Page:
Diversity, equity & inclusion

The value of Black wealth

Recently nominated for the Rising Star Award by the Black Talent Awards, Coutts Business Development Director Shellia Kennedy writes on the importance of diversity in wealth creation and the value of remembering shared principles beyond Black History Month.

“Everyone can rise above their circumstances and achieve success if they are dedicated to, and passionate about, what they do.”

Nelson Mandela

This quote, from Nelson Mandela, is something I look to often. I first heard it many years ago, when, as a US-based journalist, I had been asked to visit South Africa to report on the ending of the Apartheid regime. It was a time of upheaval and of people changing their circumstances and during which I was fortunate enough to meet Nelson Mandela himself.

The quote has stayed with me because there are two messages. There is the call to action, which was so apt at the time, and there is the universal truth in the value of holding principles which can change circumstance, through which, “everyone can rise”. Today, when we talk about Black History, I feel, we’re remembering the need for the first message and celebrating the constant power of the second.

The challenges Black and Ethnic Minority individuals face in today’s society, are different to the historical challenges in which they are rooted. But to address them, we need a clear recognition of the universal truth Mandela mentions. For me, working at Coutts, it was affirming to be able to reach out to our Chairman, Lord Waldegrave – who had also met Mandela – and share this recognition. I have been able to involve him in much of the work of the Black Professionals Network and the internal Multi-Cultural Network and ‘reverse mentor’ him on the experiences of minority ethnic individuals within the bank.

This has been so rewarding because it’s a clear win-win: it promotes diversity of experiences and knowledge within the bank and proves that we take the ethnic minority issues seriously. It shows that the work we do through Black History Month is sincere and never simply a badge to wear. We’re having a discussion. We’re putting our hand up.

The meaning of Black wealth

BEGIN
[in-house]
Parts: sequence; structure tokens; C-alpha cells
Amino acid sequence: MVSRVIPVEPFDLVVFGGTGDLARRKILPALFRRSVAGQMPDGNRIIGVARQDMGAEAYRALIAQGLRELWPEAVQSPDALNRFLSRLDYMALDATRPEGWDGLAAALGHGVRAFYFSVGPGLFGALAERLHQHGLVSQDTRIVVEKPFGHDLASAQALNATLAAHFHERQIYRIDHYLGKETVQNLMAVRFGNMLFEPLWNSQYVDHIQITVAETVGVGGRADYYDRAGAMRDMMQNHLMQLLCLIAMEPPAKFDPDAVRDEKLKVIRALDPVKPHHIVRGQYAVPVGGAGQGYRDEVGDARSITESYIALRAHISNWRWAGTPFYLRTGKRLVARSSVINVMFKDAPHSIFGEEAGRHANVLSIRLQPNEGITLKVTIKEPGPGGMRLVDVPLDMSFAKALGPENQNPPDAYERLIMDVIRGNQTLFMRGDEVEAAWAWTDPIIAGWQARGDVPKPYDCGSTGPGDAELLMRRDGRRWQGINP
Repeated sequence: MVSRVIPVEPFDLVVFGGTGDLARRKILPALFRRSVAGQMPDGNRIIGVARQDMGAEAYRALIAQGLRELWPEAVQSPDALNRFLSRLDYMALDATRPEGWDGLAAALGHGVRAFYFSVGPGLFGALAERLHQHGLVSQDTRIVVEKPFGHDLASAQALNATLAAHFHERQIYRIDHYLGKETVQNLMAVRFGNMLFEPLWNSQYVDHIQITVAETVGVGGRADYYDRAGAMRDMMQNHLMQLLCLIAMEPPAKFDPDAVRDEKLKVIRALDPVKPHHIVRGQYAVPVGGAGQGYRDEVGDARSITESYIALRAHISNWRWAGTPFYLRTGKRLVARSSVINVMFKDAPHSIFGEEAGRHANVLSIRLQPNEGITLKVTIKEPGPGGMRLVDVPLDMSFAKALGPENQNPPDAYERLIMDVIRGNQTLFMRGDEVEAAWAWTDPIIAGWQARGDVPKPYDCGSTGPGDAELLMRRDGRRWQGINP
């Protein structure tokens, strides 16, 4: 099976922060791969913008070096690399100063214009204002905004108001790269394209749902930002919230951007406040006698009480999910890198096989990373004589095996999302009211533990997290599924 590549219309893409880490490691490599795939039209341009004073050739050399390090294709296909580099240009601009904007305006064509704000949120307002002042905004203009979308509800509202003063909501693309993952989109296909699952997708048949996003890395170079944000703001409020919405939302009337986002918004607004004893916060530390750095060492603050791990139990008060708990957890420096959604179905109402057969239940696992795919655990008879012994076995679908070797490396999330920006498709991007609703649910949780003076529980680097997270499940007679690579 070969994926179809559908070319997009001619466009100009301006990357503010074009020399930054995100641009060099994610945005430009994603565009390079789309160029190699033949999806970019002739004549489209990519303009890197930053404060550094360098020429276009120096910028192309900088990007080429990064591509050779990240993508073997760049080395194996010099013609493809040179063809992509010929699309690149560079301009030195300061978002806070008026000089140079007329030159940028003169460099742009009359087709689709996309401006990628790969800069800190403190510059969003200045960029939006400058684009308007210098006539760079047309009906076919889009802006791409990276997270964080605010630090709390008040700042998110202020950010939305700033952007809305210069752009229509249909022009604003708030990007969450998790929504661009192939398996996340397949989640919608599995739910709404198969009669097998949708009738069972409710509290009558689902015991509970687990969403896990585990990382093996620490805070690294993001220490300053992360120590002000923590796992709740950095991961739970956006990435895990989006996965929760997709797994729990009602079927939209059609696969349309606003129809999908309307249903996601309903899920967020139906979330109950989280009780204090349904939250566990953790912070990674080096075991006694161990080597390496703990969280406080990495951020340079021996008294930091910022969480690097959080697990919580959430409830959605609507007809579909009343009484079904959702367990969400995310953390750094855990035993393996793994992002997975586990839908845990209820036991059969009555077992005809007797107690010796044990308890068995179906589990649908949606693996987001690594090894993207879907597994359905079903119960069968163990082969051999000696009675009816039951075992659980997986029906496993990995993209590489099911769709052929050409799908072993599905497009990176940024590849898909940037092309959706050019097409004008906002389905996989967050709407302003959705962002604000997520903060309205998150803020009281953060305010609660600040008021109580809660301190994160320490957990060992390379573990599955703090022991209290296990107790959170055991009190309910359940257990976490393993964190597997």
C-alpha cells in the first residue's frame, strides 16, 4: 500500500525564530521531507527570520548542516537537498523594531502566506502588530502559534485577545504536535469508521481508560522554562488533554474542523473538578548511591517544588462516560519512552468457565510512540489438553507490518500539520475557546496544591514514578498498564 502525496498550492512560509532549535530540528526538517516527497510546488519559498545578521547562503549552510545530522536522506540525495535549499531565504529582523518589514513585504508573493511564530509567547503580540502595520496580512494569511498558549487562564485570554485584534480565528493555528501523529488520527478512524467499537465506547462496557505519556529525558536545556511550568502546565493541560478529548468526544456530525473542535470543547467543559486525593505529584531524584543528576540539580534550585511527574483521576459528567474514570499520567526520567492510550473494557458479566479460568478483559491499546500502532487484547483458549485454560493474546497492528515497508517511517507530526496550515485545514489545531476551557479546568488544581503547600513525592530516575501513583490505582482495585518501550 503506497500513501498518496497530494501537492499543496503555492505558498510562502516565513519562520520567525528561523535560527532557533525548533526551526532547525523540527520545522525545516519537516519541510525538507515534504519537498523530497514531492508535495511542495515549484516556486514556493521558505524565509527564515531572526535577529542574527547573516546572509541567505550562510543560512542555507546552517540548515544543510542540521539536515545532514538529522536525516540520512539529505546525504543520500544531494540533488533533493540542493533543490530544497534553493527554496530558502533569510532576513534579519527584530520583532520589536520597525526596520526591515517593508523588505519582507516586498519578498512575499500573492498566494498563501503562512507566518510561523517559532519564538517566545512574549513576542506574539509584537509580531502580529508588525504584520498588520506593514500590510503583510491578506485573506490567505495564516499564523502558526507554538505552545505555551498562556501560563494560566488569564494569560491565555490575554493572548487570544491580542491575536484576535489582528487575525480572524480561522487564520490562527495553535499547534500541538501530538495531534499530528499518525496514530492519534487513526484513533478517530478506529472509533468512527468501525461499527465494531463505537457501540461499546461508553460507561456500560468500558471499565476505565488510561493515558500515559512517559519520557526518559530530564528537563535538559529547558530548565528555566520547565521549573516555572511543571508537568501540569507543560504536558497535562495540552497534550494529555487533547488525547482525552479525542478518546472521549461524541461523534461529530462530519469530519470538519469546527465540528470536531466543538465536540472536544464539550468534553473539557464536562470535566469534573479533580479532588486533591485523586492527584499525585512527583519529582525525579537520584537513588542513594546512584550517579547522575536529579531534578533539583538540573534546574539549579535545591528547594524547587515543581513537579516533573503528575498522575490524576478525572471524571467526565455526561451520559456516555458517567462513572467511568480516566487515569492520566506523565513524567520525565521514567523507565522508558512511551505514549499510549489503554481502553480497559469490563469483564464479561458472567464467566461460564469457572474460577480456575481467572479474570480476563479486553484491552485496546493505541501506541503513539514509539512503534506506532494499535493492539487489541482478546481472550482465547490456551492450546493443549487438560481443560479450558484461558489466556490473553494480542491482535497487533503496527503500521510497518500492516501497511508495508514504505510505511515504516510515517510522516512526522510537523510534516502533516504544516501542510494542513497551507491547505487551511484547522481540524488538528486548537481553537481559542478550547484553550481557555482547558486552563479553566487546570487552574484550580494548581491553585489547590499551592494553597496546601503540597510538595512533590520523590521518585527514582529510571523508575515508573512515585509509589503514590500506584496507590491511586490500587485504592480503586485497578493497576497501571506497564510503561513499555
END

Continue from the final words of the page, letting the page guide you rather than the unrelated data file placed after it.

There’s a much larger context here that goes beyond Coutts. Over the last two years we’ve been able to work with Eton and inner-city schools such as Holyport, Eden and St Saviour’s & St Olave’s, engaging with young, disadvantaged people and providing them with mentoring and knowledge about finance and banking. This is so important today because Black wealth is hard to realise in society. Too many Black and Ethnic Minority communities don’t feel included by banks or in the worst case they don’t feel they can trust them.

This is a problem for all of society because wealth can be the wing on which everyone can rise. Like our workforce at Coutts, a dynamic, diverse, experienced and multi-ethnic financial eco-system can provide so much more for institutions, investors, entrepreneurs and individuals alike. Particularly so in minority-ethnic communities which we know are often disadvantaged when it comes to this kind of financial support – even though their business ambitions are notably higher than in other demographic sectors.

Having been at Coutts for nearly a decade, I’ve been able to work with some of the most interesting and inspirational clients and colleagues, realising real prosperity in terms of wealth and social purpose. I’ve also seen situations when we could have done better when it came to putting social purpose and inclusion first. Both these realities have given me a raison d’etre.

Diversity, like wealth, has many dimensions. Different experiences, narratives and backgrounds can all help build social capital and there are clear benefits from making us all more financially secure and socially richer. That is why Mandela’s words have such currency. Black History Month is retrospective but it should also remind us, as individuals and as an organisation, that we have the chance to write the future too.

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